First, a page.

I think a big important clue is the legs not deploying and locking into position. The Starship lands hard and even noticeably bounces, as some of us said yesterday. If all of the legs had been locked in position, it might have withstood that better, but with only three of the six locking in place I think they all would have collapsed. In the still frames showing SN10 on the ground, it appears to be sitting with its base on the concrete pad, not on its legs.
Another big, important clue is that fire on the side of 10 as she's getting ready to land. That gets bigger, and continues even with the fire suppression system spraying water. There's evidence of a methane leak, a plumbing problem, that started when the two unneeded engines were shut down. SN10 lands trailing fire out the side. Once it was on the ground, it seems possible some amount of fire continued, eventually leading to the final conflagration.
That said, I agree with Scott that this is a validation of the entire landing sequence - from a belly flop to vertical, powered landing. (I've seen some commenter somewhere refer to this maneuver as a Crazy Elon. I'm assuming the phrase is meant to echo the Crazy Ivan maneuver. That term started in submarines as response to a Russian captain, but now is widely used.)
Meanwhile, we know that SpaceX Boca Chica has started working on clearing debris. Bluto the giant crane was moved to the landing pad area today, and there are reports that work has begun. One thing that seems to be positive here is that the pieces are much bigger and fewer than the pieces SN9 left.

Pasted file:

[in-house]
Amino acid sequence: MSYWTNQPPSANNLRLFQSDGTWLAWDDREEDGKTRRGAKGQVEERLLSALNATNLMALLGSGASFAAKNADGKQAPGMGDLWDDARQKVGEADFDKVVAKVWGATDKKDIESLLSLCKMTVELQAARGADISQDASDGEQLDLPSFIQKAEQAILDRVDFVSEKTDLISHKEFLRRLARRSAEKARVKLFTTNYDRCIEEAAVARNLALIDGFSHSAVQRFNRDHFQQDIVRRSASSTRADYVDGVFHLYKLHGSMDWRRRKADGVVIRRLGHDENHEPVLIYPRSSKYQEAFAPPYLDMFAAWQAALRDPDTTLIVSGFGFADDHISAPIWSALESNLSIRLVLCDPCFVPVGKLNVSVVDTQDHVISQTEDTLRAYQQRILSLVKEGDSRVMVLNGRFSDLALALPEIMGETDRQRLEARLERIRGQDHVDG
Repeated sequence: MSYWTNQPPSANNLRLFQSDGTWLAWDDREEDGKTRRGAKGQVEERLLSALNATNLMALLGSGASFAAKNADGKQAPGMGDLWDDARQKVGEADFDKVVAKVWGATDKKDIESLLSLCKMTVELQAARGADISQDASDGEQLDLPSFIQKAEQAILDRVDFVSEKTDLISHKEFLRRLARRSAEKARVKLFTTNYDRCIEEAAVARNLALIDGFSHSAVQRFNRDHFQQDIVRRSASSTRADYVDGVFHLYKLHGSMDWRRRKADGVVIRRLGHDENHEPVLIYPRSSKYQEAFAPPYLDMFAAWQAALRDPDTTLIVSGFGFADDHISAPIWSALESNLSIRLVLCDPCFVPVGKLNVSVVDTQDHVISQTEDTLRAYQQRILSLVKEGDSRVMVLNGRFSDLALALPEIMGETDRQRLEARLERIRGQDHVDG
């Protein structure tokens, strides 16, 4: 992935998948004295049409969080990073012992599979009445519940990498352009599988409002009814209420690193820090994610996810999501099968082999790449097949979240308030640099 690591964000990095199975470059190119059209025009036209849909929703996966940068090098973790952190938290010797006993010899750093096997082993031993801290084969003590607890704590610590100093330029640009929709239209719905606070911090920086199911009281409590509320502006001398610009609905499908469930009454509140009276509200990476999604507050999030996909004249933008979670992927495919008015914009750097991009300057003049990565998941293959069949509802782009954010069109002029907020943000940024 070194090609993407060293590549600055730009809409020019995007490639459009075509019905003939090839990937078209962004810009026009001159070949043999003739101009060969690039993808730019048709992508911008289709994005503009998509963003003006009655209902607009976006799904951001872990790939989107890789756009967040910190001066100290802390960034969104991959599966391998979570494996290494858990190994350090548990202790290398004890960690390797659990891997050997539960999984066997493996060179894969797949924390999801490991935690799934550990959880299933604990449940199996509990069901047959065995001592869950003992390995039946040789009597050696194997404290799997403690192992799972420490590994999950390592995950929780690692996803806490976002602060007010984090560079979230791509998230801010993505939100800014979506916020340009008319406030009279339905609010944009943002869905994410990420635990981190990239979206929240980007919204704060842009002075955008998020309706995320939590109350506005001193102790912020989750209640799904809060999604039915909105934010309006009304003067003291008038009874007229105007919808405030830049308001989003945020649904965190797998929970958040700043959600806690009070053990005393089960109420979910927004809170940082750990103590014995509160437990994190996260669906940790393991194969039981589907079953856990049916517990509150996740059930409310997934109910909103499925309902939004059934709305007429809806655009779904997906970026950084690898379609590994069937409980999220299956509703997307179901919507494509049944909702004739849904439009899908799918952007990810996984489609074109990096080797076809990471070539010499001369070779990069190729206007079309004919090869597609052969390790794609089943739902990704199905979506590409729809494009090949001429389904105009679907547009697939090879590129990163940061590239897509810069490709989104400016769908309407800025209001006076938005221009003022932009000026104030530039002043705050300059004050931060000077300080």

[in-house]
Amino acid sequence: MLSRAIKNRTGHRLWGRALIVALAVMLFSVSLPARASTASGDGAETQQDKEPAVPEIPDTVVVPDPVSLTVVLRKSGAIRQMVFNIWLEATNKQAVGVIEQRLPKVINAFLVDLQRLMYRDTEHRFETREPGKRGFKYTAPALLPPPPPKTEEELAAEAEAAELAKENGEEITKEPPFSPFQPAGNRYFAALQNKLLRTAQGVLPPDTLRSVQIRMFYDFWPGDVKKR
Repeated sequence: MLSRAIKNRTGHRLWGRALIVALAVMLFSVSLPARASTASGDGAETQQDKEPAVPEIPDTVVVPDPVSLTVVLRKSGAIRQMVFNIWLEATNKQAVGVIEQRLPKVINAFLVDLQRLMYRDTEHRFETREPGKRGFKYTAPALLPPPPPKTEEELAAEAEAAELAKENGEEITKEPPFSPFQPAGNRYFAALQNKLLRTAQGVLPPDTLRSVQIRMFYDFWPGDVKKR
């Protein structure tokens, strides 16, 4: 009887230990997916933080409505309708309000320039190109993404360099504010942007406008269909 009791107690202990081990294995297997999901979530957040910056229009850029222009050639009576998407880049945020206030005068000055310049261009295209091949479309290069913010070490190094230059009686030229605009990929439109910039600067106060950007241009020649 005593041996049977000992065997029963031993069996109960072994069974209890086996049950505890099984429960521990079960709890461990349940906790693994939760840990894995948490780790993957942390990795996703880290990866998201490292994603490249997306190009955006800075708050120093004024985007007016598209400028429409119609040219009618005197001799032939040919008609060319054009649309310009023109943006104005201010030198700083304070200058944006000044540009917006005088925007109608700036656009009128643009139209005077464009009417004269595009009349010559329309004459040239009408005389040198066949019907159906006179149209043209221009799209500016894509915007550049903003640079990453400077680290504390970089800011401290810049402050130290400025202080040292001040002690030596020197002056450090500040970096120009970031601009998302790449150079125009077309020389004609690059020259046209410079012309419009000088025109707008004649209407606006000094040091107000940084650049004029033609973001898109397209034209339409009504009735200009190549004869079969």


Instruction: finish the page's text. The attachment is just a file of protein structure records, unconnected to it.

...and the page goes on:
Photo by Mary, @bocachicagal, of course.
Due to having morning commitments that required a night's sleep, we didn't get up for the 3:24 AM launch of Starlink-17 but the "most delayed" Falcon 9 mission went off without a hitch, successfully placing another 60 Starlink satellites in orbit and recovering Falcon 9 booster B1049 for the eighth time. We did watch the highlights in this SpaceX video this morning.
For unknown reasons, it was announced in advance that the video from the booster would not be available, so that most of what I consider the interesting things to watch weren't there to watch. There was a brief video image of the booster on the deck of the recovery drone, but the camera cut out as it was just about to land (the camera cutout happens most of the time). We don't know if this is a new policy, if something was wrong in the hardware somewhere, or exactly what was going on. I just hope they don't keep this policy.
The next Starlink launch is set for Sunday night at a more friendly time for us: 10:41 PM EST. I'm hoping the booster cameras are back for the mission.